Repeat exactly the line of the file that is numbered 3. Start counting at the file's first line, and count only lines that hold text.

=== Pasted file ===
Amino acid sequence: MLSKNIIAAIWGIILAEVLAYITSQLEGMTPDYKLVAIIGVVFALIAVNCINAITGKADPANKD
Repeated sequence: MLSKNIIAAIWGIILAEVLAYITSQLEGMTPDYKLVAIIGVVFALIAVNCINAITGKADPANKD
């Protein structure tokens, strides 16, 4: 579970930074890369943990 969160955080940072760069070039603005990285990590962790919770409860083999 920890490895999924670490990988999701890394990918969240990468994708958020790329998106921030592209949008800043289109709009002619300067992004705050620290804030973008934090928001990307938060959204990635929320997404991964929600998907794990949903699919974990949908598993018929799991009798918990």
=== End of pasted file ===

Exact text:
């Protein structure tokens, strides 16, 4: 579970930074890369943990 969160955080940072760069070039603005990285990590962790919770409860083999 920890490895999924670490990988999701890394990918969240990468994708958020790329998106921030592209949008800043289109709009002619300067992004705050620290804030973008934090928001990307938060959204990635929320997404991964929600998907794990949903699919974990949908598993018929799991009798918990």